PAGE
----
QUOTE FROM Hans Selye, Founder of stress research

You survived medical school, internship, and residency. This is supposed to be the high point of your medical career. You’ve made it. You have the house, the car, the kids, the boat, the practice, the partners, and the career you always thought you wanted.

Do you want to throw it all away?

You’re not alone. You’re burned out.

Not singed. Not depressed or sad or stressed. You’re flat out done. Worn-out and through with this mess. You’re tired of getting up before the sun, putting in long hours, and keeping more plates spinning than you ever thought possible. You’ve got the student loans, the bad back, the mortgage, that drinking habit you like to call social… you spend more time fighting with your partner and children than you do lounging on that boat you’re not sure how you’re going to pay off.

So what happened to the rewarding career you wrote about in your medical school entrance essays? Yeah, you know the ones … where you explained how you wanted to change the world one patient’s smiling face at a time … or you were going to carry much-needed antibiotics into the far reaches of impoverished rural America with nothing but a walking stick and your trusty dog.

Those dreams died fast. I know. I’ve been there. And I didn’t last as long as you did before I hit that great blazing wall of depression and fatigue.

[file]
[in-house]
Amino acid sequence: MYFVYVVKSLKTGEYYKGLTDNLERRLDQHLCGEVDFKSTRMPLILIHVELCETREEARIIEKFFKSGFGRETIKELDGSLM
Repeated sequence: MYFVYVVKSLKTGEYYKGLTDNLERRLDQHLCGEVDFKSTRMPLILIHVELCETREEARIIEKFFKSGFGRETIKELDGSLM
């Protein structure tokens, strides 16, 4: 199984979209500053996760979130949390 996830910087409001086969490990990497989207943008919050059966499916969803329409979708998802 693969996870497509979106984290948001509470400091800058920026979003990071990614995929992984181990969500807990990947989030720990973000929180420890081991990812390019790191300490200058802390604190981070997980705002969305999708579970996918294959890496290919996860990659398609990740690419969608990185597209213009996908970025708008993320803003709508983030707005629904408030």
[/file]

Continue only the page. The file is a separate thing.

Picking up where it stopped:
But did you know that more than half of Americans doctors will experience one or more symptoms of burnout this year?

Yes. You read that correctly.


Can you imagine what would happen if half of any other profession became unable to do their job? If half the teachers in America sat down in the middle of the school day because they were too overwhelmed to go on? What if half of our police force put down their badges, went home, and pulled the covers back over their heads because today they’d had enough of being overworked and made to jump through bureaucratic loopholes?

We, as Americans, would lose our collective minds. We’d stage sit-ins and walkouts and chain ourselves to flagpoles until legislation was enacted, ensuring that our teachers and first responders had safe and equitable working conditions, right?

You bet your student loans we would …

What if I told you that therate of suicide among our fellow physicians was among the highest in the country? That you, right now, reading this, and the people you work with, were at a far higher risk of suffering from severe depression or taking action to self-harm than the vast majority of people in your life?

Staggering … And not okay.
Which is why something must be done.

A good way to describe physician burnout is, according to Dr. Dike Drummond of The Happy MD, a negative balance in your emotional, physical, and spiritual energy accounts.

Was there a place, deep in your belly, that’s hoping against hope I’ll say burnout is caused by an obscure anaerobic bacteria? A B-12 deficiency? A lack of sleep or too much gluten?

I understand. We’re physicians. It’s who we are. Our own weaknesses are so much tidier when they can be looked up in the Physician’s Desk Reference. Perhaps that’s how our burnout has reached these epidemic levels.